I had never heard of The Cazalet Chronicles by Elizabeth Jane Howard, but after seeing Sophie’s tweets and everyone recommending the saga, I asked her for a review copy and she kindly sent me the first installment. Then, as I was immerse in the Cazalet world, Elizabeth Jane Howard passed away and despite her wonderful works, she was referred in the press as “Amis’ ex-wife” although she had had two other marriages. I devoted a Feminist Sunday to this issue – click here to read it – and now I am reviewing The Light Years.
In 1937, the coming war is only a distant cloud on Britain’s horizon. As the Cazalet households prepare for their summer pilgrimage to the family estate in Sussex, readers meet Edward, in love with but by no means faithful to his wife Villy; Hugh, wounded in the Great War; Rupert, who worships his lovely child-bride Zoe; and Rachel, the spinster sister.
I started reading The Light Years right after I sat my M.A’s first exam and I chose the book because I thought I needed something more domestic and tranquil than the usual crime novel. My paperback edition made the book seem quite long and I thought it would take me ages to finish it, but Howards’ description of 1937’s everyday life and issues is as addictive as a mystery to be solved. The Light Years is the perfect mix between Mrs. Dalloway and Downton Abbey.
Although the book’s description centers around the three brothers – and I have to say that put me off at first – the narrative actually focuses through very different characters, including their wives and children. And, by focusing through them, Howard explores “the nameless” problems that Victorian morals and manners still sanctioned. One of my favourite examples is the construction of female sexuality only in a heterosexual frame as something useful to bear children, but that brought no pleasure to women. The same happens with the curse which came unannounced and scared one of the children.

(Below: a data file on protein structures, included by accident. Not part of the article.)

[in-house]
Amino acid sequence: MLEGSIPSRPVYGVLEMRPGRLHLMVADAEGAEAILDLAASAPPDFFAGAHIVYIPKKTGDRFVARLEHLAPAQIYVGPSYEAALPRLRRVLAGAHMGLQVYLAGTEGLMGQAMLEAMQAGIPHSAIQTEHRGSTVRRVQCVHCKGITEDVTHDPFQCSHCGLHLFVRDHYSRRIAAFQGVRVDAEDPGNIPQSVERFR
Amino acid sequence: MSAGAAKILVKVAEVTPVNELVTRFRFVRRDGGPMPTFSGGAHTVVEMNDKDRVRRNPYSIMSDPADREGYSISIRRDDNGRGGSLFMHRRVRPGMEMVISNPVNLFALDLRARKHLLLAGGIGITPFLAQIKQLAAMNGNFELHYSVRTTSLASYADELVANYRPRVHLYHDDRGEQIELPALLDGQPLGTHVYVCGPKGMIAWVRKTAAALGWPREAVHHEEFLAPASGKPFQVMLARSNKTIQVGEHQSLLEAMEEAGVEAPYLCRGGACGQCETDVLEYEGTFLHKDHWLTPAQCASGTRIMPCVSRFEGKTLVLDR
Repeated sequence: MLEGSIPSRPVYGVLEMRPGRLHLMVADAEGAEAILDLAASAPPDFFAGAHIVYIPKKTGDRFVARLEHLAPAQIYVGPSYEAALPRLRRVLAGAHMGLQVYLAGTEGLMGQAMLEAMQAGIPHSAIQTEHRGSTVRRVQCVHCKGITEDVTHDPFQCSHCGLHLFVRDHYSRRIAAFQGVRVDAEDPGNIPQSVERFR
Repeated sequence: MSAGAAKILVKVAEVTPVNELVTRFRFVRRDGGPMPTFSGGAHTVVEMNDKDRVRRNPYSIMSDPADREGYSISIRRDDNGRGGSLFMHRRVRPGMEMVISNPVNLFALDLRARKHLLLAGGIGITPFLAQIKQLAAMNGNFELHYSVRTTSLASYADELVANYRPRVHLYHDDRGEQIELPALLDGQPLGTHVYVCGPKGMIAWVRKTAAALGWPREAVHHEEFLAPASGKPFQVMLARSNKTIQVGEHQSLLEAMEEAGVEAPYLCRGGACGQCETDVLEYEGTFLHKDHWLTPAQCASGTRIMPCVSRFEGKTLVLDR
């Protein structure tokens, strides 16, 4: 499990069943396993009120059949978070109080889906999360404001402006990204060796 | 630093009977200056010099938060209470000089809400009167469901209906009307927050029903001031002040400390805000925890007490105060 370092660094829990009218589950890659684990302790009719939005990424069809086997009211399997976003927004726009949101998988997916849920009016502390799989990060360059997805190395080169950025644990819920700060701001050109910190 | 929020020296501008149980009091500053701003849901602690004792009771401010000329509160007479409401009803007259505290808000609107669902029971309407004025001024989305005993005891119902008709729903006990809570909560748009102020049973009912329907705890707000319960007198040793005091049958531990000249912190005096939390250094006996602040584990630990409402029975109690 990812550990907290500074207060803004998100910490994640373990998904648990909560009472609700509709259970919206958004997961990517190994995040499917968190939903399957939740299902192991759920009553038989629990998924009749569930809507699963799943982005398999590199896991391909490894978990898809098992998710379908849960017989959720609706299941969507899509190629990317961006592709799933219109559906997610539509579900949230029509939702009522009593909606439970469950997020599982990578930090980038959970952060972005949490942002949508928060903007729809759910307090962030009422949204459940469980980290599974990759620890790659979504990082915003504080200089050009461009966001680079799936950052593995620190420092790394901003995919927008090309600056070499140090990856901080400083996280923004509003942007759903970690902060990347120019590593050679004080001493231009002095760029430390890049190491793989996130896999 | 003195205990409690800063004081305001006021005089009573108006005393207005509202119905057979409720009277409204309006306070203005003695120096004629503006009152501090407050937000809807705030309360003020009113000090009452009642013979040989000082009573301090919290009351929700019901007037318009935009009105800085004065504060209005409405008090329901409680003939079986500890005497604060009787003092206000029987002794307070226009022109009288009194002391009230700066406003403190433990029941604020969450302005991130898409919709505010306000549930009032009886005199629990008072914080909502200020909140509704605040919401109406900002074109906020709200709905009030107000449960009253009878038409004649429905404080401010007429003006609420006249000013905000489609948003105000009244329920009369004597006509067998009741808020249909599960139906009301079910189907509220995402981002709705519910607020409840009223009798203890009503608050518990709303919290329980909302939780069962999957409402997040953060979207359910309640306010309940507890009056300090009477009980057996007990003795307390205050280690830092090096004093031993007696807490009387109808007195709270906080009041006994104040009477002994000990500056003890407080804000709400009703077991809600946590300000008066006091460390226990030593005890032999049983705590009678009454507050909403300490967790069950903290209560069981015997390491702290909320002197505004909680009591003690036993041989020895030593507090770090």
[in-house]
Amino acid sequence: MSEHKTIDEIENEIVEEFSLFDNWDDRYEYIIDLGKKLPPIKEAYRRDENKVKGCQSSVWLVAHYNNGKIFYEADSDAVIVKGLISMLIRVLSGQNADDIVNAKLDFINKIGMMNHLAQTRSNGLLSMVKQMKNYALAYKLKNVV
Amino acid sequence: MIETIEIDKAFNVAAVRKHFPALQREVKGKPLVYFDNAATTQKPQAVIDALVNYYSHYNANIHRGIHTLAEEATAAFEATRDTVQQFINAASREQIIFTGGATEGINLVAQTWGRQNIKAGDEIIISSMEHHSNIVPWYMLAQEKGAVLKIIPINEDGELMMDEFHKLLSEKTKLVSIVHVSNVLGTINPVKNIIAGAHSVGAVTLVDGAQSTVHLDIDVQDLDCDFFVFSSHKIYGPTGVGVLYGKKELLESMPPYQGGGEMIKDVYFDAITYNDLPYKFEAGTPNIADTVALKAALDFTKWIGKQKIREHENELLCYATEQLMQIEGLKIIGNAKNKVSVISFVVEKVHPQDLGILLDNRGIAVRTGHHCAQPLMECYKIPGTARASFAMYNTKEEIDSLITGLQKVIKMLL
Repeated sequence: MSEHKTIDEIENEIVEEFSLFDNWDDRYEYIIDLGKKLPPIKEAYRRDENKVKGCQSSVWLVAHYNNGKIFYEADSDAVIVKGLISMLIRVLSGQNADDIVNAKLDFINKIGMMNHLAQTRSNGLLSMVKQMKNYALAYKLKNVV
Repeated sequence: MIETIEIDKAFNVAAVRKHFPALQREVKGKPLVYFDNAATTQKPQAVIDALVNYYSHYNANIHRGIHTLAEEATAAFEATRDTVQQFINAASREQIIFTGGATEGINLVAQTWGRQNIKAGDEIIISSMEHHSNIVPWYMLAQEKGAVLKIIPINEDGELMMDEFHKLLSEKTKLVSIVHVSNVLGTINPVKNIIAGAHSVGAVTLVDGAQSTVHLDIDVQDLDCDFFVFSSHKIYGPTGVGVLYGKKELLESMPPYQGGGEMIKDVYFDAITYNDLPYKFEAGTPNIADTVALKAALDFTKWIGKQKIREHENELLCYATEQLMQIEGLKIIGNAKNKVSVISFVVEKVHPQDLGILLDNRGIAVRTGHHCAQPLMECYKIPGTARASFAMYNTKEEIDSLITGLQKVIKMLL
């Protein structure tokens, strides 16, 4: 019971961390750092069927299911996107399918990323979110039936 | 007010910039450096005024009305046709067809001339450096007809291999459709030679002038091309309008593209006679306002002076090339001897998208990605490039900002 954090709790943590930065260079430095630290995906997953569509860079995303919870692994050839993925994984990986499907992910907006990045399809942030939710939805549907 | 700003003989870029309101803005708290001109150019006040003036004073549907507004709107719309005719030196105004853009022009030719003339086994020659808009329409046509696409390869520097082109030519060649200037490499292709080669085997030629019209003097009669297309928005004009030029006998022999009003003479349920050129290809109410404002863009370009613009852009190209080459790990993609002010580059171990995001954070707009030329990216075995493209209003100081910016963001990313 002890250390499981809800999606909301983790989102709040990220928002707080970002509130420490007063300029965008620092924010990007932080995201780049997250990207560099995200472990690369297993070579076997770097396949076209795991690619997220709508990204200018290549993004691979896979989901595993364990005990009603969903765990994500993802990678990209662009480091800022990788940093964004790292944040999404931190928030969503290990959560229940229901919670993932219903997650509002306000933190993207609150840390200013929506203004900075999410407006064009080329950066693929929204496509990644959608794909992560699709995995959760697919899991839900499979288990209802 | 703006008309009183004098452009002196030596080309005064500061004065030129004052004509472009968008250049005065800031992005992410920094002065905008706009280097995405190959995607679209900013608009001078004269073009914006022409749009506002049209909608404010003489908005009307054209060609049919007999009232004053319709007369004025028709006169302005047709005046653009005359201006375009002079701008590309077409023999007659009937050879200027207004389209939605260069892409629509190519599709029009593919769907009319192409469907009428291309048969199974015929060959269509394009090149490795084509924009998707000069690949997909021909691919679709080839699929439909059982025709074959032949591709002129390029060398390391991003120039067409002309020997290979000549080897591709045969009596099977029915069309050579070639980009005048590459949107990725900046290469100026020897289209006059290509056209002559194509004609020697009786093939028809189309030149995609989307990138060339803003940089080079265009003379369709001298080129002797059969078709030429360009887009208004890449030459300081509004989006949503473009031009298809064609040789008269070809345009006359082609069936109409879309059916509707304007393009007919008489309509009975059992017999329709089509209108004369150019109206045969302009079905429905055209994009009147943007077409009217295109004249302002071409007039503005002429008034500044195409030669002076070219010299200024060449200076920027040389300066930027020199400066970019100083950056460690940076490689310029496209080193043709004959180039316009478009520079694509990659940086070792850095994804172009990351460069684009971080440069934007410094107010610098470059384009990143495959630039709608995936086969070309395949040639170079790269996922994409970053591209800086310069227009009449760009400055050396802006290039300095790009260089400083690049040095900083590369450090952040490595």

But, the real heart of The Light Years lies, obviously, in the characters. Howards took the perfect setting, a family, and created as many identities as were possible during the 1930’s. The Cazalet brothers represent different outcomes of those who enlisted to fight in WWI and their wives stand for the many and complex lives that wives and mothers – who were not allowed to be more than that – lead in their domestic environment. It is only natural then that every reader picks up a favourite. For those who have read it, I loved Hugh because of his devotion to his wife, although Rupert and his inner conversations about Zoë and his children nearly moved me to tears. But, my favourite above all was Villy. I think she represents a generation of wives and mothers who started to doubt women’s apparently natural destiny as simply mothers and wives, but who, at the same time, instilled the same ideas into their daughters. I found Villy’s inner discussions with herself are as complex and as real as these kind of struggles are.
I had one issue with the book, and it was really about the book and not about the narrative. The front cover- all pink with flowers – had a recommendation by Cosmopolitan. I think The Cazalet Chronicles are a very important work of art and the fact that they deal with domestic and private life does not make them “chick-lit” or whatever name literature who targets women has. I have long had issues with the distinction women’s/men’s literature because I find it pointless: just read what you want. But, sadly, this kind of labelling still exists. So, I urge everyone, men and women, to read The Cazalet Chronicles because they are a long, warm walk into 20th century everyday life and issues.